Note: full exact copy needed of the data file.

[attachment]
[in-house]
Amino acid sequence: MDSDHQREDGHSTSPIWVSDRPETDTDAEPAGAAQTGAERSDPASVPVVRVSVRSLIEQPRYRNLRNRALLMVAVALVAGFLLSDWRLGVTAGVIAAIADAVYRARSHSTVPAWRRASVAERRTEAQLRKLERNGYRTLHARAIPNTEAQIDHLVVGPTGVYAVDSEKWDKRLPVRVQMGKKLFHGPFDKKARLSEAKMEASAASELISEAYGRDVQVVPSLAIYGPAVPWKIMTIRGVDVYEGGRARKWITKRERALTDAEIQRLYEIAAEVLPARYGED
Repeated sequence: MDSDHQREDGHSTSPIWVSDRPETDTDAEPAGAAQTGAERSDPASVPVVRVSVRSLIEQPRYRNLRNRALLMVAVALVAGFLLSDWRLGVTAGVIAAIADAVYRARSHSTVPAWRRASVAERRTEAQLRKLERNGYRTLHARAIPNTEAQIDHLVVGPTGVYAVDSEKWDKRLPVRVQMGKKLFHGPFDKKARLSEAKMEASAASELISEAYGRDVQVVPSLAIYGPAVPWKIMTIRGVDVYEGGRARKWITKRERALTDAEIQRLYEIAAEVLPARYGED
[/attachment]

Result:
[in-house]
Amino acid sequence: MDSDHQREDGHSTSPIWVSDRPETDTDAEPAGAAQTGAERSDPASVPVVRVSVRSLIEQPRYRNLRNRALLMVAVALVAGFLLSDWRLGVTAGVIAAIADAVYRARSHSTVPAWRRASVAERRTEAQLRKLERNGYRTLHARAIPNTEAQIDHLVVGPTGVYAVDSEKWDKRLPVRVQMGKKLFHGPFDKKARLSEAKMEASAASELISEAYGRDVQVVPSLAIYGPAVPWKIMTIRGVDVYEGGRARKWITKRERALTDAEIQRLYEIAAEVLPARYGED
Repeated sequence: MDSDHQREDGHSTSPIWVSDRPETDTDAEPAGAAQTGAERSDPASVPVVRVSVRSLIEQPRYRNLRNRALLMVAVALVAGFLLSDWRLGVTAGVIAAIADAVYRARSHSTVPAWRRASVAERRTEAQLRKLERNGYRTLHARAIPNTEAQIDHLVVGPTGVYAVDSEKWDKRLPVRVQMGKKLFHGPFDKKARLSEAKMEASAASELISEAYGRDVQVVPSLAIYGPAVPWKIMTIRGVDVYEGGRARKWITKRERALTDAEIQRLYEIAAEVLPARYGED